Common interview: Just Be
Monday, 30 January 2006
The Chicago MC Common, aka Lonnie Rashid Lynn, has defied the odds in hip hop. He's broken into the mainstream in the middle of his career. This summer Common is finally touring Australia with the Big Day Out, testament to his heightened international profile.
Common, as with that genius Nas, has long embodied the conscience of hip hop. But, unlike his New York contemporary, Common has been consistent, even if strictly there's nothing in the definition of 'genius' that implies consistency. Common is cerebral, spiritual and politically, socially and culturally engaged. Since his 1992 premiere, this street poet has yielded a series of challenging albums. However, it is 'Be', his sixth, that has lifted him into the pop stratosphere. Following 2002's avant-garde yet widely misunderstood 'Electric Circus', the MC owes his triumphant comeback in part to Kanye West.
Ignoring the potentially metaphysical title, with 'Be' Common vowed to record a "blue-collar" LP and so reconnect with the streets - the straight-up hip hop contingent - and consequently it lacks any pretence, artifice or otherwise. Nevertheless, Common hasn't forfeited his artistry. Be isn't hip hop for the lowest common denominator. It's poetry for the everyday. Perhaps Common did defend 'Electric Circus' with too much vigour - after all, it was valued by the Gilles Peterson set - but 'Be' is such a classic that it's not necessary to lament Common's compromising. So what of his growth-
"I feel like I've been through certain experiences in my life, whether it's ups or downs, the valleys, the mountaintops, everything, whether it was experiencing marriages, deaths - just whatever things that life brought me, it allowed me to grow as a human being and that came out in my music. So it came from making good choices and bad choices and just being a person.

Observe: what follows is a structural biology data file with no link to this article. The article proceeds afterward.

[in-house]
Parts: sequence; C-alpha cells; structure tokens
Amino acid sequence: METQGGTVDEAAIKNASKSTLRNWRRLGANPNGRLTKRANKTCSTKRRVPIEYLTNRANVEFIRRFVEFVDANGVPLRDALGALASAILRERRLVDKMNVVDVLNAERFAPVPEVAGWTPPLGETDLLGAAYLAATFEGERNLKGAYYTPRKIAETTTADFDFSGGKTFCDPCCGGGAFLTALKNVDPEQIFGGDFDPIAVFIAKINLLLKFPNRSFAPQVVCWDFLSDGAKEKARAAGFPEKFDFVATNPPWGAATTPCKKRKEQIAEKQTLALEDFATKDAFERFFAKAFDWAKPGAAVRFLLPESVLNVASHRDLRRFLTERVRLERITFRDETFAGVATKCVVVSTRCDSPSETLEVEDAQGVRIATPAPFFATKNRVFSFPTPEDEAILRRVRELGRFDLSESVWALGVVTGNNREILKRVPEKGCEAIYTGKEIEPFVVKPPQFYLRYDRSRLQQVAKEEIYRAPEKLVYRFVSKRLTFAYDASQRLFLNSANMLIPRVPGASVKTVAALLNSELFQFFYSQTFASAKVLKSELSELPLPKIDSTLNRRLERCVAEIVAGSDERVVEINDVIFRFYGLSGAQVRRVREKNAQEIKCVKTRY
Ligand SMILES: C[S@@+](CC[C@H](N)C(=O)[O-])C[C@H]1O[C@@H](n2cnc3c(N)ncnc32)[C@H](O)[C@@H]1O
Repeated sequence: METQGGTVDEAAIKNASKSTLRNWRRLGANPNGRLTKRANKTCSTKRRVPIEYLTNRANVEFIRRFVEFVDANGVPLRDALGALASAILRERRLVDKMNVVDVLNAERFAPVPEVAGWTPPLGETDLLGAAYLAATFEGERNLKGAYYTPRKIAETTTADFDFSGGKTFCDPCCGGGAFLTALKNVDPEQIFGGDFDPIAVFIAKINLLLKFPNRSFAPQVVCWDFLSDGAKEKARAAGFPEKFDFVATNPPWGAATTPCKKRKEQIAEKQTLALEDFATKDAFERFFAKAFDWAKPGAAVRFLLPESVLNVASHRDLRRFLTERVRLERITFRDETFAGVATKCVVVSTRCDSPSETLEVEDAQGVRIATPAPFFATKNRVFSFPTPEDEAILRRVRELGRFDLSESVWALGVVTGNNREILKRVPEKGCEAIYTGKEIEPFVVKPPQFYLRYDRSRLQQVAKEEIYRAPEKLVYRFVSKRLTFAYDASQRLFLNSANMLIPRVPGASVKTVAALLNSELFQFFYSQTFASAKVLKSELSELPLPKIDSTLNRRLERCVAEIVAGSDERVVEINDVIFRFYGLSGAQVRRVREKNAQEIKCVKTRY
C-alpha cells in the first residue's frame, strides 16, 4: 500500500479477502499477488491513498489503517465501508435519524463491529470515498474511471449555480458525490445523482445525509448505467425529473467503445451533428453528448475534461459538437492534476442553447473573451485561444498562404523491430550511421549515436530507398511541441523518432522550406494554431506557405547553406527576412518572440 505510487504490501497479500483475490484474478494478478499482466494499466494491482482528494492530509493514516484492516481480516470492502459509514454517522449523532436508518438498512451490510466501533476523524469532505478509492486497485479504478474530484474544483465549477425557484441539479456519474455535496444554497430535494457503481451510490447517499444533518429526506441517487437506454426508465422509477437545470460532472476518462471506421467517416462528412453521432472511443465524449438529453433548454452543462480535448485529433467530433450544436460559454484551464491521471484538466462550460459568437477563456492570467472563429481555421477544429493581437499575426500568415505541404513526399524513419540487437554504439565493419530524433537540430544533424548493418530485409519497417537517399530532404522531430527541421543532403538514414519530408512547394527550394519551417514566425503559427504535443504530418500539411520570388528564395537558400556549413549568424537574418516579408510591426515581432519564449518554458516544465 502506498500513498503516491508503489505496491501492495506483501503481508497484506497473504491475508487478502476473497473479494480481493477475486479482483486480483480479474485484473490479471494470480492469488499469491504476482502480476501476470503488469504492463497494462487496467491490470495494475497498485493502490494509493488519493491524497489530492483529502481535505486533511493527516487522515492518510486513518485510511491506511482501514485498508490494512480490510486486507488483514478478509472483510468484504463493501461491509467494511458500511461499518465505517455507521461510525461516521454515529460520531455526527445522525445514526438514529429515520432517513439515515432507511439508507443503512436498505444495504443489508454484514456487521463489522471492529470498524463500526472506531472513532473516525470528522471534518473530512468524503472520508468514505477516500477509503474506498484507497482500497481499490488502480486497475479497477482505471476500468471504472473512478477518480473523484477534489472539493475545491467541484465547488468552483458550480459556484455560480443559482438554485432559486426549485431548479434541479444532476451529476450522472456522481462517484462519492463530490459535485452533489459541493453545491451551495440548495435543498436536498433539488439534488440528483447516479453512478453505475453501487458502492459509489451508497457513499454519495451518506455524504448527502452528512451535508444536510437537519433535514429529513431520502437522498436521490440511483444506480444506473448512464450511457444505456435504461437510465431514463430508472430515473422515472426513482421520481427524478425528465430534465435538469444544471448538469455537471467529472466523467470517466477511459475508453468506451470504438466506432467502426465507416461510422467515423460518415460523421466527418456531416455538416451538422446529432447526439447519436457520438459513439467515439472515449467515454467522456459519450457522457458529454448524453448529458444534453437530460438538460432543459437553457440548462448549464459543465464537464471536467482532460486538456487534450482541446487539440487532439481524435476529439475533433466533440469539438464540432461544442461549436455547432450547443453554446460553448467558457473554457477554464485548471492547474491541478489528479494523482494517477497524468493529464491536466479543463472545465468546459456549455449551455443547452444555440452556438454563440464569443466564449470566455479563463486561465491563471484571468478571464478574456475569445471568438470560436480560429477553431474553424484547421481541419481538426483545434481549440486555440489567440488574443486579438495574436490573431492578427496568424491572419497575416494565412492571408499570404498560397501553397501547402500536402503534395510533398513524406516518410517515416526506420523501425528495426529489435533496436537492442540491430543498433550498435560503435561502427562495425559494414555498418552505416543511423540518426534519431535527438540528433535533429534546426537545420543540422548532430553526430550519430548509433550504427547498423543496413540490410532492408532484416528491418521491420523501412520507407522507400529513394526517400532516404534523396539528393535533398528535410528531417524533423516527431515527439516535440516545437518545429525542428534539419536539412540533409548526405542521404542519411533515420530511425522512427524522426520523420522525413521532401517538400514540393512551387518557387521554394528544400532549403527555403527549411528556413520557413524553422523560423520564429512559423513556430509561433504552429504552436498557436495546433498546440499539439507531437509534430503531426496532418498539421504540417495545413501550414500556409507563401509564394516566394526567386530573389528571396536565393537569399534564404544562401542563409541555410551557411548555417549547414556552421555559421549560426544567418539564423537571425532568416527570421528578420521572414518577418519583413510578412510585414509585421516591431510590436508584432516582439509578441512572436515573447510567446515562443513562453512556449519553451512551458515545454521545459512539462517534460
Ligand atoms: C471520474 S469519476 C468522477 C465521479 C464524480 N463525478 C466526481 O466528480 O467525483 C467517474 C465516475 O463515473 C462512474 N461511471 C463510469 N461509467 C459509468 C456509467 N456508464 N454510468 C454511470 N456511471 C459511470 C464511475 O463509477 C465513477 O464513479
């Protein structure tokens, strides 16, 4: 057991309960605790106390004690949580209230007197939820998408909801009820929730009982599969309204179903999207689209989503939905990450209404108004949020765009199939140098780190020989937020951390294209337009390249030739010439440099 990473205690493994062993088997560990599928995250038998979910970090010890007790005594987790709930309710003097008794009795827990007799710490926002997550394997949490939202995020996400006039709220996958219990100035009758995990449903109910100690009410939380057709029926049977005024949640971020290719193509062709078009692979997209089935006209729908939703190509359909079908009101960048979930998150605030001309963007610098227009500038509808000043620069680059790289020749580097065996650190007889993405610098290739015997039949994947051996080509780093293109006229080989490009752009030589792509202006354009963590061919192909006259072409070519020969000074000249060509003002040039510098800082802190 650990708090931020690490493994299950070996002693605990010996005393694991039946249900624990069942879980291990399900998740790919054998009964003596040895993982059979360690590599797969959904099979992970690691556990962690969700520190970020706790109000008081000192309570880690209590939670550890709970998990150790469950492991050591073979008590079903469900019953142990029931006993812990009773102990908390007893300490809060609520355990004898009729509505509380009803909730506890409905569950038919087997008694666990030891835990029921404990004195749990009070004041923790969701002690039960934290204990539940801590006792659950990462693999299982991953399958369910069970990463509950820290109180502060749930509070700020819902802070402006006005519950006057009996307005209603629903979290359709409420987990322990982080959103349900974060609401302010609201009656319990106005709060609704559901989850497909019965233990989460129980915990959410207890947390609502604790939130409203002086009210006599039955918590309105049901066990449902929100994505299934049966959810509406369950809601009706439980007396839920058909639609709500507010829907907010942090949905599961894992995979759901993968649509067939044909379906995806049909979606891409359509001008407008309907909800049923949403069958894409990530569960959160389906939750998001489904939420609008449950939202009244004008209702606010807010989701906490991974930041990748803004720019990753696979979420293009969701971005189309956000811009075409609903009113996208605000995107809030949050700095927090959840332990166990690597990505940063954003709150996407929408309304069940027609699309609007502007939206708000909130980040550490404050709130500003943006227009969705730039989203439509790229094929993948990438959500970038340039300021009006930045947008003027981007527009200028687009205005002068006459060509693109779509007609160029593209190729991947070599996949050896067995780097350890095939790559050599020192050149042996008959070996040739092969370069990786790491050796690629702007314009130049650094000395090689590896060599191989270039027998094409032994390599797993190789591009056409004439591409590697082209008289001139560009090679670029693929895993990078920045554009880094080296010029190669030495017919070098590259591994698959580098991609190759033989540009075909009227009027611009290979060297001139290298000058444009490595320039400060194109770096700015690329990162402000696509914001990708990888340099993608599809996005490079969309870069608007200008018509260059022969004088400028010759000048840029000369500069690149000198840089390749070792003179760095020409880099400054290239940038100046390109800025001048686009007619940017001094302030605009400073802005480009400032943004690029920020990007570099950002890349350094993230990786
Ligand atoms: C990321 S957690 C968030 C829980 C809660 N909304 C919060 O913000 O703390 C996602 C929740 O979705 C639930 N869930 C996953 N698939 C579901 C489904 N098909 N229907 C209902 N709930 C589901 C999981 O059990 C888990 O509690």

"I feel like I evolved by being able to express myself and not be afraid about who I was at each stage of my evolving and growing. It's like, this is who I am and this is what I feel and this is what I like right now and I do change and I do go through this. So I was able to express that and be truthful with myself - and I think throughout my evolving as a human being, my music did the same thing."
Common, at home in Chicago, breaks off frequently as his passing homies show him love - he's on form, no doubt.
Common has aligned himself with West's GOOD stable, also home to the R&B John Legend, former Native Tongues MC Consequence and violinist Miri Ben-Ari, and, although he's liaised with The Soulaquarians in the past, for the first time the Chi-towner has tangible support. He's no longer a struggling artist.
"This time it's organised where we got a goal," he says of GOOD.
"You feel that hunger - like for a lotta people [on GOOD], it's their first project coming out, so you feel that newness and that hunger. It's good to have that support - and also not only to be around creative people, but creative people who got goals.
"It's like, OK, we gotta go out there and do these things and generate good music and money."
As it happened, Common met West in Chicago when the braggadocios producer was starting. West was then being mentored by Common's original partner No ID but, as the story goes, Common wasn't feeling his beats. Common re-established a rapport with Kanye on the road when the latter accompanied his supporting act, Talib Kweli. Common says Kanye has changed but slightly. "He just matured like we all do as human beings," he says. "But he was always confident, always would speak his truth, he always was like a little child, like he'd tell a childlike truth - like, if he felt someone was weak, he would speak on it, if he thought he was the dopest, he's gonna say it [laughs]. It didn't matter who was around. So he's always bee Tags